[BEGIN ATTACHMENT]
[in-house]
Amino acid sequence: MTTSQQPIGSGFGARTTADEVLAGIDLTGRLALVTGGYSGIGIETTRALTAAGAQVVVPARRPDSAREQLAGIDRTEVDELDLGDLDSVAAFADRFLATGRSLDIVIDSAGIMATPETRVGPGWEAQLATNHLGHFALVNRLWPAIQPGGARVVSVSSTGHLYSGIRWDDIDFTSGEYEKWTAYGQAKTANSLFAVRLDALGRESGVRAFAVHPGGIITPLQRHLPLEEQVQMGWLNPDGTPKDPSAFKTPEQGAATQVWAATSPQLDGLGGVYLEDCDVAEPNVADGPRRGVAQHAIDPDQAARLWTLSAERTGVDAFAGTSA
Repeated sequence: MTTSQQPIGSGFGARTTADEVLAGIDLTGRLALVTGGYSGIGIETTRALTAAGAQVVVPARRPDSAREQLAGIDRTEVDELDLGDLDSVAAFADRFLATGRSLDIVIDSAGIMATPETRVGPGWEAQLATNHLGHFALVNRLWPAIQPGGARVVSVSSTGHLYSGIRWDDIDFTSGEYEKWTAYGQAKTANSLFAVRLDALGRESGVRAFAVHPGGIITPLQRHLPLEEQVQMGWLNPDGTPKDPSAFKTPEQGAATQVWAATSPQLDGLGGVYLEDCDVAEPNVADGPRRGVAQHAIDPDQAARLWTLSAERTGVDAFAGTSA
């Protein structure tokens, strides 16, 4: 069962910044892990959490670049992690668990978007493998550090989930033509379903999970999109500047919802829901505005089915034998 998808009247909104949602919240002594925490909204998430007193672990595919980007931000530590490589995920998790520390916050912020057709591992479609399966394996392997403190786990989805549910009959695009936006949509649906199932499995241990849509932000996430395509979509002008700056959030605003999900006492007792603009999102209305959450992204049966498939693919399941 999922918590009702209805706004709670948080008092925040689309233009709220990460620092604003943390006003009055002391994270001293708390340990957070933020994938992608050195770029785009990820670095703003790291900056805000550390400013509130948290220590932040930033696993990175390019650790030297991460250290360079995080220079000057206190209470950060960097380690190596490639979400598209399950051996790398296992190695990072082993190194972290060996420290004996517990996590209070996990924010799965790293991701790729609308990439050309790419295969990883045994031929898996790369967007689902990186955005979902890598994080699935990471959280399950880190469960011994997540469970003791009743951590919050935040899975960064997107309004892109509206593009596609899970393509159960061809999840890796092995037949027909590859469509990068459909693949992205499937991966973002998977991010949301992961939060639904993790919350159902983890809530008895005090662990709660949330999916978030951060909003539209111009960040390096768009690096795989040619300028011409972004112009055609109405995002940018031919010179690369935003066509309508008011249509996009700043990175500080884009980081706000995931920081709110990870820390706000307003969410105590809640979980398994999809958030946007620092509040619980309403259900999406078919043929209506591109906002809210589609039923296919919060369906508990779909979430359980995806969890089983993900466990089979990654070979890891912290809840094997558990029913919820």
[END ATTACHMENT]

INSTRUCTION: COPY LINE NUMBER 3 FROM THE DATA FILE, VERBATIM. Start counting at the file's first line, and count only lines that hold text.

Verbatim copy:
Repeated sequence: MTTSQQPIGSGFGARTTADEVLAGIDLTGRLALVTGGYSGIGIETTRALTAAGAQVVVPARRPDSAREQLAGIDRTEVDELDLGDLDSVAAFADRFLATGRSLDIVIDSAGIMATPETRVGPGWEAQLATNHLGHFALVNRLWPAIQPGGARVVSVSSTGHLYSGIRWDDIDFTSGEYEKWTAYGQAKTANSLFAVRLDALGRESGVRAFAVHPGGIITPLQRHLPLEEQVQMGWLNPDGTPKDPSAFKTPEQGAATQVWAATSPQLDGLGGVYLEDCDVAEPNVADGPRRGVAQHAIDPDQAARLWTLSAERTGVDAFAGTSA